The free Flu Vaccination will be available for all eligible patients.
We will have all of the recommended vaccines available.
Available Clinic Dates
Clinics will be held on a regular basis at all three of our sites.
Patients eligible for the Pneumonia Vaccination can also have it at these clinics.
Booking is available online, in person or by phone.
Please only book an appointment after you have received your text or letter to ensure we have the correct vaccine available.
People who should have a flu jab
Flu is an unpredictable virus that can cause mild or unpleasant illness in most people.
It can cause severe illness and even death among vulnerable groups including older people, pregnant women and people with an underlying health condition.
For otherwise healthy people, flu can be very unpleasant. Most people will recover from flu within a week or two.
The flu vaccine is offered free of charge on the NHS to people who are at risk. This is to ensure they are protected against catching flu and developing serious complications.
You are eligible to receive a free flu jab if you:
- are 65 years of age or over
- are pregnant
- have certain medical conditions
- are living in a long-stay residential care home or other long-stay care facility
- receive a carer’s allowance, or you are the main carer for an elderly or disabled person whose welfare may be at risk if you fall ill
- Front-line health and social care workers are also eligible to receive the flu vaccine.
65s and over and the flu jab
You are eligible for the flu vaccine this year (2022-23) if you are aged 65 and over on March 31 2023. So, if you are currently 64 but will be 65 on or before March 31 2023, you do qualify.
Pregnant women and the flu jab
If you’re pregnant, you’re advised to have the injectable flu vaccine, regardless of the stage of pregnancy you’ve reached.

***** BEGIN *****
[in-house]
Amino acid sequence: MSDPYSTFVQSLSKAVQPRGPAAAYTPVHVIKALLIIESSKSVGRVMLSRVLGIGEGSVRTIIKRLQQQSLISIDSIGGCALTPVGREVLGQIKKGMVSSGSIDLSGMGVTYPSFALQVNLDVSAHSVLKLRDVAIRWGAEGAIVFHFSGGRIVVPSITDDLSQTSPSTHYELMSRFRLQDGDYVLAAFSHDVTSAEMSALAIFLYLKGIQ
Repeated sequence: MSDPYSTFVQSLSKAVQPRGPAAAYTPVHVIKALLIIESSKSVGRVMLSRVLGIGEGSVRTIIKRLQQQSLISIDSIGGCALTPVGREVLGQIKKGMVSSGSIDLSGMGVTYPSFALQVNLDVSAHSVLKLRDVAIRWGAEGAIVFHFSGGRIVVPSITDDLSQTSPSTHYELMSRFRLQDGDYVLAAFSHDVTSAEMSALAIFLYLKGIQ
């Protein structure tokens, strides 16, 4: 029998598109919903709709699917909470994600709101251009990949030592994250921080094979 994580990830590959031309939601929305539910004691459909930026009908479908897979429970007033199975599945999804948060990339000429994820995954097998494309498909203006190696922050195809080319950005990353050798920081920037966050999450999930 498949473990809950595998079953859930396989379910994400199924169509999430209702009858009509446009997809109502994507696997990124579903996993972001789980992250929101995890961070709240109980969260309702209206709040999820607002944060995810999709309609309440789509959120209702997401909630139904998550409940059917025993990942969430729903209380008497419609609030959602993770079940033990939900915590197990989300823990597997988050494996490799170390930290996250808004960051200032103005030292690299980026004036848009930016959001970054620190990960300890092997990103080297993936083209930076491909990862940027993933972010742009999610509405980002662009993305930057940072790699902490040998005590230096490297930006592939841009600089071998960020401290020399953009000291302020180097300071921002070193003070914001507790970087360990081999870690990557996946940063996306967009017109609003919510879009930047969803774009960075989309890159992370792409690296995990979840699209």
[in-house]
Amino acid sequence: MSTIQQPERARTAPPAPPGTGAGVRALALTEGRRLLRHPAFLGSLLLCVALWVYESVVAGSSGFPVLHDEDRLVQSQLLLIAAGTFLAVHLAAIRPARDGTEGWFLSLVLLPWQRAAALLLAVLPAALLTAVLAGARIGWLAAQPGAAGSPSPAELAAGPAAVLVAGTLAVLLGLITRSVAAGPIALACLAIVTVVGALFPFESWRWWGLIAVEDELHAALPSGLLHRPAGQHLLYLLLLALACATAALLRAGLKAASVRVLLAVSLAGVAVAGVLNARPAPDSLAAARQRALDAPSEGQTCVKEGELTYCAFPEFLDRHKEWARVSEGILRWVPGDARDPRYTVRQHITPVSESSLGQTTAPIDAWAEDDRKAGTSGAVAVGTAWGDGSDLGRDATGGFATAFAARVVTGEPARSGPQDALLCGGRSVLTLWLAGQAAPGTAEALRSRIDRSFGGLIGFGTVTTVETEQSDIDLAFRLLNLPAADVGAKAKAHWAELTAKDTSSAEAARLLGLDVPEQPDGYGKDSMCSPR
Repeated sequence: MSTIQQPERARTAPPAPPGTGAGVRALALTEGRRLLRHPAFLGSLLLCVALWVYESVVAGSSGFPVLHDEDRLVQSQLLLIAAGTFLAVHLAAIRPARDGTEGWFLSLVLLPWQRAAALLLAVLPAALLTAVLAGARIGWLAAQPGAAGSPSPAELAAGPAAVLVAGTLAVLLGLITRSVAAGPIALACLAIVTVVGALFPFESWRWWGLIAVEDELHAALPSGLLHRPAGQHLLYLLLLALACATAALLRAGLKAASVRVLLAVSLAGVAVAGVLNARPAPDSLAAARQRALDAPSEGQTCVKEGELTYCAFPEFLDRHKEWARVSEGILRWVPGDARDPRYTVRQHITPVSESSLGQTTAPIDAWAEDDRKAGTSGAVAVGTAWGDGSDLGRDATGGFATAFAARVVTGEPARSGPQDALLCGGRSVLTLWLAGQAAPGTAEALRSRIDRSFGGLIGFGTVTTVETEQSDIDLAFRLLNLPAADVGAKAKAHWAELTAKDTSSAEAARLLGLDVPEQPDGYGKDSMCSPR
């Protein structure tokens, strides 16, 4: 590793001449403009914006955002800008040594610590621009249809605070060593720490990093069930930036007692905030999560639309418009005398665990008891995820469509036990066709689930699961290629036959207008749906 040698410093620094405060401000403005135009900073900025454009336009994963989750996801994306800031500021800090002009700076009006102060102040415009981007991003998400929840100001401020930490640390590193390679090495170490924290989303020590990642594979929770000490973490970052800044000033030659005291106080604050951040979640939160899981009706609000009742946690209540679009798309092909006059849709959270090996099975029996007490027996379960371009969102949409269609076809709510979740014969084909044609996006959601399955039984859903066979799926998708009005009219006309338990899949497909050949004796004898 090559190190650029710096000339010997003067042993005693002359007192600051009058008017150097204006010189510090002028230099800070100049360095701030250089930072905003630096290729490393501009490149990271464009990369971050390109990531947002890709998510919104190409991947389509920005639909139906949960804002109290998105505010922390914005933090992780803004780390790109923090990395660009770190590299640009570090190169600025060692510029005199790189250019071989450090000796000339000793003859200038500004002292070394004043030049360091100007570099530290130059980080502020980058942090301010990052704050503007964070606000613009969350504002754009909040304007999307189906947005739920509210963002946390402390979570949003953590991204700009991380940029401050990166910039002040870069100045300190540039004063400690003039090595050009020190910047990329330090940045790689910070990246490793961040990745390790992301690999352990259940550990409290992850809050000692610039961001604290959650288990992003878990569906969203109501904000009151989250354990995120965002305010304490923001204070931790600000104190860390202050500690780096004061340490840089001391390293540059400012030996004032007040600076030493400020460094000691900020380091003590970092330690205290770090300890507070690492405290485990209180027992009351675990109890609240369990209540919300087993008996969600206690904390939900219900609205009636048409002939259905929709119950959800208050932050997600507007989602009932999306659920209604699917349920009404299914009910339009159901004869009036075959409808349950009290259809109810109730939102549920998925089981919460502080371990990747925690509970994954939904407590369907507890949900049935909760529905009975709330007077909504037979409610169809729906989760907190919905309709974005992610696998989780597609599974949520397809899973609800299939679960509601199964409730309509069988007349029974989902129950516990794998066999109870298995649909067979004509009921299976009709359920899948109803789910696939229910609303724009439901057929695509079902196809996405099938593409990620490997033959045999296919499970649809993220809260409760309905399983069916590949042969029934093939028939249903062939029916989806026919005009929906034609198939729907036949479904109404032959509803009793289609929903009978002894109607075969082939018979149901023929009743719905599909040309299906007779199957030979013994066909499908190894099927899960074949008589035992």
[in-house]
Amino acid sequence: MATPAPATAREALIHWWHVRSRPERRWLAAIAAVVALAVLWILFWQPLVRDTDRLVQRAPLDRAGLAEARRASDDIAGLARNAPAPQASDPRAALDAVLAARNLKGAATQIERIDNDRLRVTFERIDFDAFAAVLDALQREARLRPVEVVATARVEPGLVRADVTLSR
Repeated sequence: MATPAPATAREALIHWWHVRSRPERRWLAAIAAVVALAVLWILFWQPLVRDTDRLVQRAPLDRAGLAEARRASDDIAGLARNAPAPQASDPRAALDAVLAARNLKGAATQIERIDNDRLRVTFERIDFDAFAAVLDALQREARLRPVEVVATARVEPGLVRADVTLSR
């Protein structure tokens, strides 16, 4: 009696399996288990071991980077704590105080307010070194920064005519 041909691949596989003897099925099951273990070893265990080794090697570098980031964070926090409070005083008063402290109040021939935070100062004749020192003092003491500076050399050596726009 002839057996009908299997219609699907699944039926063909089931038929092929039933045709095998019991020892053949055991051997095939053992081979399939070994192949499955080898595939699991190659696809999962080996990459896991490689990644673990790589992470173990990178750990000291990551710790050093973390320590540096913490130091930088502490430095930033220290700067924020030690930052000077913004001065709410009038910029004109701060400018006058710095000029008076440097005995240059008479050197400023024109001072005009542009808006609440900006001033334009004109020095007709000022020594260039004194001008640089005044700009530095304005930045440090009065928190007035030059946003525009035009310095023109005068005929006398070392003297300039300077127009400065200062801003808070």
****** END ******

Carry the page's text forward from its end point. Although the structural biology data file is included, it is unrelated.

That’s because there’s strong evidence to suggest pregnant women have an increased risk of developing complications if they get flu.
If you’re pregnant, you will benefit from the flu vaccine because:
- it reduces your chance of getting serious complications of flu, such as pneumonia, particularly in the later stages of pregnancy
- it reduces your risk of having a miscarriage, or your baby being born prematurely or with a low birth weight because of the flu
- it will help protect your baby as they will continue to have some immunity to flu for the first few months of their life
It’s safe to have the flu vaccine at any stage of pregnancy from conception onwards.
Read more about the flu jab in pregnancy.
Flu jab for people with medical conditions
The flu vaccine is offered free of charge on the NHS to anyone with a serious long-term health condition, including:
- chronic (long-term) respiratory diseases, such as asthma (which requires an inhaled or tablet steroid treatment, or has led to hospital admission in the past), chronic obstructive pulmonary disease (COPD) or emphysema
- chronic heart disease, such as heart failure
- chronic kidney disease
- chronic liver disease, such as hepatitis
- chronic neurological conditions, such as Parkinson’s disease, motor neurone disease or multiple sclerosis (MS)
- problems with your spleen – for example, sickle cell disease or if you have had your spleen removed
- a weakened immune system as the result of conditions such as HIV and AIDS, or medication such as steroid tablets or chemotherapy
- being seriously overweight (BMI of 40 or above)
If you live with someone who has a weakened immune system, you may also be advised to have a flu vaccine. Speak to your GP about this.
Flu vaccine for children
The flu vaccine is free on the NHS for:
- children aged six months to 17 with long-term health conditions
- children aged two and three on 31 August 2022 – that is, born between 1 September 2018 and on or before 31 August 2020
- all primary school children
Children eligible for the flu vaccine aged between two and three will usually have the flu vaccine nasal spray.
Flu jab for health and social care workers
Outbreaks of flu can occur in health and social care settings, and, because flu is so contagious, staff, patients and residents are all at risk of infection.
If you’re a front-line health and social care worker, you are eligible for an NHS flu jab to protect yourself, your colleagues and other members of the community.
Flu jab for carers
If you are the main carer for someone who is elderly or disabled who may be put at risk if you fall ill, and/or if you are in receipt of Carer’s allowance, speak to your GP about having a flu jab along with the person you care for.
Read more about the flu jab for carers on the Carers UK website.